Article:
President Gaudino addresses concerns of KKK and hate speech
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Around 4:30 p.m. on Oct.4, CWU President James Gaudino released a public statement to faculty, staff and students in response to reported hate speech and KKK pamphlets found throughout the Ellensburg community.
The statement came nearly a week after the Yakima Herald Republic initially reported on Wednesday, Sept. 28 that three Ellensburg residents discovered KKK pamphlets throughout town.
Prior to the official statement from Gaudino, CWU tweeted on Saturday, Oct. 1, that they were “devastated to learn Ellensburg experienced random delivery of KKK fliers on lawns and driveways.”
Gaudino addressed the fears and concerns of the community in his statement, saying “these actions speak to what is low in our society” and that he does not believe that they represent CWU.
Below is the full statement:
October 4, 2016
To: The CWU Community
From: President James L Gaudino
Re: Community Inclusiveness and Safety
CWU welcomes its 125th year having overcome many challenges and having adapted to many new ideas. Unfortunately, an old idea and an old challenge still confront us: the compulsion of some to reject and to fear people unlike themselves. There can be no more important challenge than working to defeat this irrational, immoral, and primitive aspect of our society.
We have seen political candidates leverage this impulse, relying on fear to garner support. We have heard it in racial slurs, thrown like trash from truck windows. And we have seen it in the cowardly, clandestine notes of the Klan, hurled in the night onto the doorsteps of our neighbors.
These actions speak to what is low in our society. I do not believe they represent us.
The Ellensburg Police Department and the Daily Record were among the first to speak out and label hateful speech as abhorrent and disgraceful. We must join them in shining a light on the darkness these acts bring into our community. We must name it when we see it and demand accountability for actions that are designed to exclude or marginalize members of our community.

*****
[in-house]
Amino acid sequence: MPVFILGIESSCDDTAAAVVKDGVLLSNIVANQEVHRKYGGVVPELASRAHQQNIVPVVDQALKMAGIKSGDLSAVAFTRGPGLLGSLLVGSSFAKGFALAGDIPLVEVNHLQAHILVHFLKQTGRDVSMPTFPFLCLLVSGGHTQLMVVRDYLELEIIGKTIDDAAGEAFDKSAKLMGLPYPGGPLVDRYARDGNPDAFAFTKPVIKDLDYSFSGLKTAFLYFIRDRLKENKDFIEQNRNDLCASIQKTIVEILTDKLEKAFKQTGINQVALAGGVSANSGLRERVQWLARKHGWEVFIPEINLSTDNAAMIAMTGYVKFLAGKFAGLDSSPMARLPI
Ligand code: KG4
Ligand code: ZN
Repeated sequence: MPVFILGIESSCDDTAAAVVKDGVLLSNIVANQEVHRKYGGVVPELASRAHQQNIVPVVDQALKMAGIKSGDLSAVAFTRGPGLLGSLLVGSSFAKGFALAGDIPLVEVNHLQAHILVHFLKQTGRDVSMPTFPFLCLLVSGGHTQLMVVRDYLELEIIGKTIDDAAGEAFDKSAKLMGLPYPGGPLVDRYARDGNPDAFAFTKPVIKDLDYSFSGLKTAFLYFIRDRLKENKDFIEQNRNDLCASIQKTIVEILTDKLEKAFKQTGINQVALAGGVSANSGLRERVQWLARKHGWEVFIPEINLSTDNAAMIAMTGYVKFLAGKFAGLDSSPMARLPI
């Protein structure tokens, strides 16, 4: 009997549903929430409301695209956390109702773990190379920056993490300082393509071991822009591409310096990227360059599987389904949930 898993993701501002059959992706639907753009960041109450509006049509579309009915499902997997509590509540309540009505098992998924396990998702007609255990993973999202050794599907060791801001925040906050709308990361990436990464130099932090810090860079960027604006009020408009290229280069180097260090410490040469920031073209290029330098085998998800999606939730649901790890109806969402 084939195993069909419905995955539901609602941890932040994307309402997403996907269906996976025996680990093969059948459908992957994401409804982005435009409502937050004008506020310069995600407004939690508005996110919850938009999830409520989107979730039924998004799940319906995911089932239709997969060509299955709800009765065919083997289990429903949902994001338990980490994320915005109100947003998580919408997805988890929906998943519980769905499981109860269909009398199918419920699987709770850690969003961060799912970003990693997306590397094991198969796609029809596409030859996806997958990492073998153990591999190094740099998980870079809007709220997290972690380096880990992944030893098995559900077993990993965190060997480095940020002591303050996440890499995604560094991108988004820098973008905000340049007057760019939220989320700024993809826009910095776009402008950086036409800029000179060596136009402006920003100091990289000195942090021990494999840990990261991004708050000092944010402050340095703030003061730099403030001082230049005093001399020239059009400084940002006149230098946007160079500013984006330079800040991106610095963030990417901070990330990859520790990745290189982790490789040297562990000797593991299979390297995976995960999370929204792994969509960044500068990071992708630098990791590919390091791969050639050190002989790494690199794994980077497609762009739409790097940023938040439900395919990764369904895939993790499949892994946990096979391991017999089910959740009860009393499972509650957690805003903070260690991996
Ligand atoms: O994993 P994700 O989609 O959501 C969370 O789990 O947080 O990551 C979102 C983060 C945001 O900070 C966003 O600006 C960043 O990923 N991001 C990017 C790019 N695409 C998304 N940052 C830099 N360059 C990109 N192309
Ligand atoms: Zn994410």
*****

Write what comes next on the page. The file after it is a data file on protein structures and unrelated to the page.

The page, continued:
Central Washington University is a national leader in welcoming people from all walks of life and from all parts of the world. Recently, however, some people of color have shared with me that they feel less safe in our community today than they did a few months ago. That saddens and shames me greatly.
What are we to tell our students and employees about their safety in Ellensburg? Experts, both nation and local, advise that the recent activities of the KKK do not pose a new or heightened threat of physical violence. They suggest that the recent acts of disrespect and intimidation are the work of a few, emboldened by the downward slide in public rhetoric.
We must not, however, invalidate the fears of members of our community. We cannot ignore their feelings of insecurity. Both are real and understandable.
We must continually strive to build and maintain a welcoming community, because doing so creates the foundation of the academic freedom we value. That freedom demands that all feel secure enough to explore and to express their ideas and identities.
I will be meeting with student groups to personally deliver this message. I hope you will join me in raising our collective voice against hate.